When you do all the research that goes into having a pet chinchilla, you will be certain to come across the mention of ringworm in chinchillas on a regular basis. Ringworm is a fungal skin infection that attacks the skin and causes dryness, scaliness, and fur loss.
Even though ringworm in chinchillas can be incredibly frightening, it is entirely possible to treat ringworm at home with a few different remedies and by keeping a close eye on the chinchilla.
In addition to being treatable, it is also a very preventable condition if regular cage maintenance is practiced and dust baths are regularly given. So let's delve in and learn everything there is to know about ringworm in chinchillas, including how to prevent it, how to recognize and treat its symptoms, and more.
How Do Chinchillas Get Ringworm?
So, what is the cause of ringworm in chinchillas? There are several causes of ringworm, but the most common one is coming into contact with either a person who has a fungal infection or with another chinchilla who has ringworm.
Dirty cages and dirty fur are also frequent culprits of ringworm. While a few days of missed cage cleaning generally won’t result in a sick chinchilla, prolonged exposure to a dirty cage and long periods of time without dust baths will create an environment for mold and fungi to grow freely and potentially cause ringworm in chinchillas.
Pellets and Hay
One thing you might not expect is that your chinchilla can catch ringworm from the hay or pellets you feed your chinchillas. These can be infected either during the shipping and handling process or if the soil was infected where the hay was grown. However, ringworm infections caused by these feed issues are incredibly rare.
There is also a link between water and ringworm, though it is less common than some of the other methods of catching ringworm that has previously been discussed. The reason for this is that water can get stuck in a chinchilla’s thick fur and be a breeding ground for retaining moisture which can lead to fungal infections and chinchilla mold.
There is one other factor that may surprise you about chinchillas, which is their level of stress. Humans are good at adapting to stressful situations without sustaining much damage; however, stressful situations can cause a chinchilla’s immune system to weaken, which gives way to a multitude of issues, including chinchillas ringworm. Stress can also cause a crop of other issues like having a fur slip.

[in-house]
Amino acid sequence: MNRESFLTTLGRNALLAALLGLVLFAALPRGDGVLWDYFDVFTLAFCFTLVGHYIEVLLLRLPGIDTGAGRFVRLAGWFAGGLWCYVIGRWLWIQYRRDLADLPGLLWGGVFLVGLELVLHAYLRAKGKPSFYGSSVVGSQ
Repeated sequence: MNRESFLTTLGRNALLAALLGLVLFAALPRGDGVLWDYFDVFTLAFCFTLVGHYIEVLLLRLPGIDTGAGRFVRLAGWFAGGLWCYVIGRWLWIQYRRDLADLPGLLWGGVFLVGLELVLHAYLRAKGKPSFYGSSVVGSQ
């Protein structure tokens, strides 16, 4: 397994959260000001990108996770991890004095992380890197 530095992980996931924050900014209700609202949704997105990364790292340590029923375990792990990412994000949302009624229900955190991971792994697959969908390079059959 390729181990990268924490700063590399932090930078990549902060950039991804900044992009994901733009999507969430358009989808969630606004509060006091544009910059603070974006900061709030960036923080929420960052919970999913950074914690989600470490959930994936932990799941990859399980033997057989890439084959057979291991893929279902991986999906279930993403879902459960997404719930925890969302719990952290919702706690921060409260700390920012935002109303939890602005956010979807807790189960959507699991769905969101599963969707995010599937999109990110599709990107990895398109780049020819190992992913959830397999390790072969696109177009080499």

If you think your chinchilla may be experiencing ringworm, you need to keep an eye out for the following symptoms:
Fur loss (hair loss) or fur slip or bald patches
Dry, flaky skin
Chinchilla itching/scratching more than usual
Raised and irritated skin
It's important to keep in mind that many of these symptoms can be made worse by stress, so try to keep your chinchilla as stress-free as possible during treatment and recovery. If you notice any of these symptoms getting worse or not going away after treatment and cleaning, we would highly encourage taking your chinchilla to the vet.
Is Ringworm in Chinchillas Contagious?
Certain strains of ringworm are highly contagious in both humans and animals. This is why it's so important to wash your hands thoroughly before handling your chinchilla if you're suffering from any fungal infection. Furthermore, if you have more than one chinchilla at home, you should make sure that an infected chinchilla is not kept in the same cage as the others.
What Precautionary Measures To Take
Another precautionary measure that can be taken is ensuring that anyone else in your household who has a fungal infection is not handling the chinchilla directly. Additionally, making sure any second-hand items are cleaned thoroughly before being placed in the cage can reduce the likelihood of ringworm (though any second-hand items at all are not recommended for a myriad of reasons - including the potential infections, but also the sturdiness and stability of the product, and over quality. We recommend buying all your chinchilla supplies from a reputable source.)
One of the most effective ways to prevent the spread of ringworm is to completely clean the cage with a 10% bleach to water mix to prevent the infestation from growing. You can rest assured that this will kill fungus and any other spores that are left behind that could re-infect your chinchillas and cause the problem to continue.
While you may be worried about the idea of using bleach in your chinchilla's cage, as long as you rinse and dry everything properly, there should be no lasting residue. But if you’re still uncertain, Chlorhexidine is a cleaner commonly used in veterinary spaces and you can trust that it is safe for your chinchillas.
What Is The Difference Between Bacterial Infection and Ringworm?